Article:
Working with a cloud vendor also can help institutions more readily identify a DNS-server attack or other DDoS attack, Dallatore says.
Using DNS providers with the capacity to absorb an attack makes sense, because when DNS fails, all other services fail, says Akamai's Smith. "This is why almost all the large banks use a DNS provider in some capacity, and it's a proactive defense that is always turned on by default," he adds.
Use virtual private networks. VPNs indirectly improve DDoS protections, says Matt Wilson, who oversees strategic technologies at VeriSign. Attackers target publicly available sites because they are public. But a VPN cannot protect an entire infrastructure. For complete protection, banks and businesses must continue to rely on other technologies for firewall management as well as server and router maintenance, he says.
A better solution, Akamai's Smith suggests, is VPN over MPLS [multiprotocol label switching] for critical or business-to-business functions.
Apply challenge-and-response. Malo says banks should encourage vendors to develop DDoS protections that "challenge" traffic. These protections, he says, could mirror challenge-and-response options, such as CAPTCHA images, used for online banking. A CAPTCHA image uses distorted letters or numbers that an online user is required to enter at login to help affirm authenticity.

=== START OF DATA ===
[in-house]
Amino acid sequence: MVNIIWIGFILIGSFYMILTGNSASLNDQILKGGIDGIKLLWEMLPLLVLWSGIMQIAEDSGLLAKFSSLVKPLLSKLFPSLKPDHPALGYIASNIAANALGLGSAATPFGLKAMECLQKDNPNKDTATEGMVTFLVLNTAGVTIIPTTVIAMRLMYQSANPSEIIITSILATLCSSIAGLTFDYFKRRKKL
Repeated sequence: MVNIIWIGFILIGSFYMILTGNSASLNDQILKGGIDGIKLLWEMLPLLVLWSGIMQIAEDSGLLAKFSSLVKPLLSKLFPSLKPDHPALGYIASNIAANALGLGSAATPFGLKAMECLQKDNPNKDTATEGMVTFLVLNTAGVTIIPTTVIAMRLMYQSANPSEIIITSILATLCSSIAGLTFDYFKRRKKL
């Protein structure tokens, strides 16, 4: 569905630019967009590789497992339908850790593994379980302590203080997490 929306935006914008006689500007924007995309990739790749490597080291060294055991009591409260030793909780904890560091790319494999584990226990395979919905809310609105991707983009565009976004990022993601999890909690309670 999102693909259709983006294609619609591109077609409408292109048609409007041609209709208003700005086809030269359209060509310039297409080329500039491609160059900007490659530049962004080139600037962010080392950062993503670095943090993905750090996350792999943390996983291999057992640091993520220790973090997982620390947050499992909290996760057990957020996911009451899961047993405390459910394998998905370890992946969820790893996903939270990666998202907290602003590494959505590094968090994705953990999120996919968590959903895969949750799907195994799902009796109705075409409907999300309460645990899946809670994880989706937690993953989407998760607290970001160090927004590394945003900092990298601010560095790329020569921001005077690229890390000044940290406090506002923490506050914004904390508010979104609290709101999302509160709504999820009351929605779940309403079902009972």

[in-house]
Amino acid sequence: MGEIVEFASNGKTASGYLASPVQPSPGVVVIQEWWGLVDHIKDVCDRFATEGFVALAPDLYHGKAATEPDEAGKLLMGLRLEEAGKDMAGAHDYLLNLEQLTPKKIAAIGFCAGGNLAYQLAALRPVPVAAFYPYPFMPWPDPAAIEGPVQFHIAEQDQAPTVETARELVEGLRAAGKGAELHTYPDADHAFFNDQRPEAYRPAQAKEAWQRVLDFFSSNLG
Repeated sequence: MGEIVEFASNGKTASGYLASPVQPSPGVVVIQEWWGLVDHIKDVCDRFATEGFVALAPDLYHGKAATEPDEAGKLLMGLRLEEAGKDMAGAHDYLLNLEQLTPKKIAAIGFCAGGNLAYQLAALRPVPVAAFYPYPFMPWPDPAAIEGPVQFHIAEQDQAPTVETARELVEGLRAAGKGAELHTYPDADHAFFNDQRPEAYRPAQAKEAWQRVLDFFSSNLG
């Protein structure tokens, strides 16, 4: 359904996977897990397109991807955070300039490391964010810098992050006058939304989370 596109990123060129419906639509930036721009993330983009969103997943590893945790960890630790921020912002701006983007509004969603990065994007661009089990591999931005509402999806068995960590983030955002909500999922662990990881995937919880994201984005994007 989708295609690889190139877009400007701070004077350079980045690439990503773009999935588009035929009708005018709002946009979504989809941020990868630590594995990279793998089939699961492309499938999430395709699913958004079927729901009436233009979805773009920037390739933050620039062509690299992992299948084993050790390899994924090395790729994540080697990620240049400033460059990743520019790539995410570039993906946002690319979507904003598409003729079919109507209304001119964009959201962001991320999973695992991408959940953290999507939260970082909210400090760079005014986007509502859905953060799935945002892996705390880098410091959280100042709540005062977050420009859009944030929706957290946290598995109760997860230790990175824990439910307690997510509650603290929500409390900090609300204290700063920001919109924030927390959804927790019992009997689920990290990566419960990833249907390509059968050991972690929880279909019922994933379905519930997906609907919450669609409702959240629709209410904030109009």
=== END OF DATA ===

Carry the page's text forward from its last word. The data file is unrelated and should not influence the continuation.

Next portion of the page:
"DDoS mitigation is not just about finding a signature and putting mechanisms in to filter or block traffic," Malo says. "Mitigation also includes introducing challenge-response." Challenge-and-response options would help banking institutions differentiate legitimate traffic from so-called junk traffic often associated with DDoS attacks, he adds.
But Akamai's Smith warns that challenge-and-response during a large DDoS attack could be dangerous, since challenge-and-response takes one request and turns it into four. "This does not scale, and it sets you up for additional points of failure." he says. For smaller attacks, challenge-and-response can be effective, however, "where we are worried about denying legitimate users because of mega-proxies, corporate Internet access points," Smith says.
Don't rely on intrusion detection. Intrusion prevention and detection systems can be effective at picking up on anomalous traffic or behavior associated with a DDoS attack, CEB TowerGroup's Malo says. But that's not what those systems were primarily designed to do. While leaning on those systems can help DDoS detection, and in some cases help institutions thwart online outages, redirecting IPS and IDS can create new vulnerabilities.
"When protection systems are redirected, banking institutions inadvertently create new vulnerabilities," he says, because other defenses are weakened.
Scrub. Traffic scrubbing, which clears suspected botnets and junk traffic at the ISP, can be effective, Cisco's Dallatore says. The more bad traffic an institution can block at the outset, the better its chances of limiting an outage.
Vendors stress that regularly assessing DDoS risks, such as through tests that mimic real-world attacks, is essential.
"Run periodic table-top exercises to model how an attack could hit and then test the accompanying remediation strategies you've put in place," says Stuart Scholly, president of Prolexic, which specializes in cloud-based services for website restoration after a DDoS attack.